Moving in
After the initial visits, you will meet with foster carers, teachers, social workers and anyone else significantly involved in the child’s care, and agree your adoption placement plan. This plan outlines all the support you will receive and the placement reviews you’ll have. Once everything is agreed, the child comes to live with you.

Initial support
The arrival of a new child is a time of significant change for your whole family. We will be available to support you and you will be eligible to take statutory adoption leave and pay, unless you are self-employed.

We ask adoptive parents spend a minimum of six months at home when a child is first placed, depending on their age, to help you to get to know each other. The time at home together allows you to develop a trusting relationship and bond emotionally.

During this time you will have joint parental responsibility with the birth parents and the agency, though the balance of parental responsibility will vary depending on each individual case.
A social worker will continue to visit and support you until the time feels right for you to apply to the court for an adoption order.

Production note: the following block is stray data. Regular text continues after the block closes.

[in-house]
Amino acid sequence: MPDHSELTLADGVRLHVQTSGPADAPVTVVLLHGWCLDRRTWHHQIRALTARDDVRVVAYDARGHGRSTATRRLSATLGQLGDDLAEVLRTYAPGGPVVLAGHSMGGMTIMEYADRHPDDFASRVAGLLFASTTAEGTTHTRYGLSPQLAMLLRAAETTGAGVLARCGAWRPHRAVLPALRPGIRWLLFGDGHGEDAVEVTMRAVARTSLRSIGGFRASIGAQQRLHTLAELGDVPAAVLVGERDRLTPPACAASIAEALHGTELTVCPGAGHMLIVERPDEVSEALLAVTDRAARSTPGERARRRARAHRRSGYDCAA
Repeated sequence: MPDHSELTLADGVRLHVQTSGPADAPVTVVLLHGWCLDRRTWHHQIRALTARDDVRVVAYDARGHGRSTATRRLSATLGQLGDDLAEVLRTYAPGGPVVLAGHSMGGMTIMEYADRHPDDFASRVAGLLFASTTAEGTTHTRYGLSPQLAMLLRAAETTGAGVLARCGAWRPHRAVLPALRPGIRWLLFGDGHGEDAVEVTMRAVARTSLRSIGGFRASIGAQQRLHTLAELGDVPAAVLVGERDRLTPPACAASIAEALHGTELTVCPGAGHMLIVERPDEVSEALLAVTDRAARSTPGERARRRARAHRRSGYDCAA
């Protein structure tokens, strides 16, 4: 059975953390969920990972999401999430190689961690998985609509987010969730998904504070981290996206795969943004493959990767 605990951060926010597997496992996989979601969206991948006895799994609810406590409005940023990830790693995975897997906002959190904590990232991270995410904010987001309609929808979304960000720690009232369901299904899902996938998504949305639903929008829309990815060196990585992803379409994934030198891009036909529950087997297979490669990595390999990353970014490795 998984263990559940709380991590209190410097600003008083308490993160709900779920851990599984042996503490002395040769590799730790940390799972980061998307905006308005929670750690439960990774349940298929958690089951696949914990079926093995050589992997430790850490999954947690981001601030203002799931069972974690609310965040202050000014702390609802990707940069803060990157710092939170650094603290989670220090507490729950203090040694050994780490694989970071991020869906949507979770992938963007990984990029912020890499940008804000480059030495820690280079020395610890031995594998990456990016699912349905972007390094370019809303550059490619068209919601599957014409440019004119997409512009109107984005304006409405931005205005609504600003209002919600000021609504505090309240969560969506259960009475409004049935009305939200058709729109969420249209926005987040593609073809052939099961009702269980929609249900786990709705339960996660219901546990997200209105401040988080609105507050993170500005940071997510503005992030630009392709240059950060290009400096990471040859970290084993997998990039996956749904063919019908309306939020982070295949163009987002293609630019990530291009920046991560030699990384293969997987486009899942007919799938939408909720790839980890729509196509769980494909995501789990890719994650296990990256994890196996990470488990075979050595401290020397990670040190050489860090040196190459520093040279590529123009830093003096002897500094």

The minimum period before applying for an adoption order is 10 weeks, but many families are helped by a longer period of adjustment and continued support from social workers during this time.

Once an adoption order is granted by the court, the child is legally adopted by you and you have full parental responsibility. The child is now a full member of your family and takes your surname.

Ongoing support
You can receive post-adoption support from the Northumberland family placement service. Visit 'supporting you through adoption' for more.
Whether you are new to adoption and parenting or experienced, the Northumberland team is with you every step of the way.

Get your free guide to adoption here